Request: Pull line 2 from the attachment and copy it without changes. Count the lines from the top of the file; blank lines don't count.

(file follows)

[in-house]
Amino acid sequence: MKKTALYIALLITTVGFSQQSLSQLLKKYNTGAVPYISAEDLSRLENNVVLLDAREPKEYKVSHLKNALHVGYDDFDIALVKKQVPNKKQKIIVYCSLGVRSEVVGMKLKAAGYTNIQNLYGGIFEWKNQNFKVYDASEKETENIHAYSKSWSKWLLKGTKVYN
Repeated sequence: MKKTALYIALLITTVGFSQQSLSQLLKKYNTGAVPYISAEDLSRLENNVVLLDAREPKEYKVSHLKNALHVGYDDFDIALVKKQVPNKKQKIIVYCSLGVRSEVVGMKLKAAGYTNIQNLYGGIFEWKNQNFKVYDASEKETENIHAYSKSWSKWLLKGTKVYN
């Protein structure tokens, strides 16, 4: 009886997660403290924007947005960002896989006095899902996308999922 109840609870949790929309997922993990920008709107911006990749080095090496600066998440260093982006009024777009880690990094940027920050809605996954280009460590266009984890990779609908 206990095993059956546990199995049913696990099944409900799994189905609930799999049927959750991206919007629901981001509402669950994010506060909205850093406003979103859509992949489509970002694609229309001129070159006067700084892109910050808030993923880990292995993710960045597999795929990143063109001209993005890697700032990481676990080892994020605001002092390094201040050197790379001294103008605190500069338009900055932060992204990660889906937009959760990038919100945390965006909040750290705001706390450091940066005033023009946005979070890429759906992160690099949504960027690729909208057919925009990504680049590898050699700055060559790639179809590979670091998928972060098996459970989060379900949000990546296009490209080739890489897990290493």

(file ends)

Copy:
Amino acid sequence: MKKTALYIALLITTVGFSQQSLSQLLKKYNTGAVPYISAEDLSRLENNVVLLDAREPKEYKVSHLKNALHVGYDDFDIALVKKQVPNKKQKIIVYCSLGVRSEVVGMKLKAAGYTNIQNLYGGIFEWKNQNFKVYDASEKETENIHAYSKSWSKWLLKGTKVYN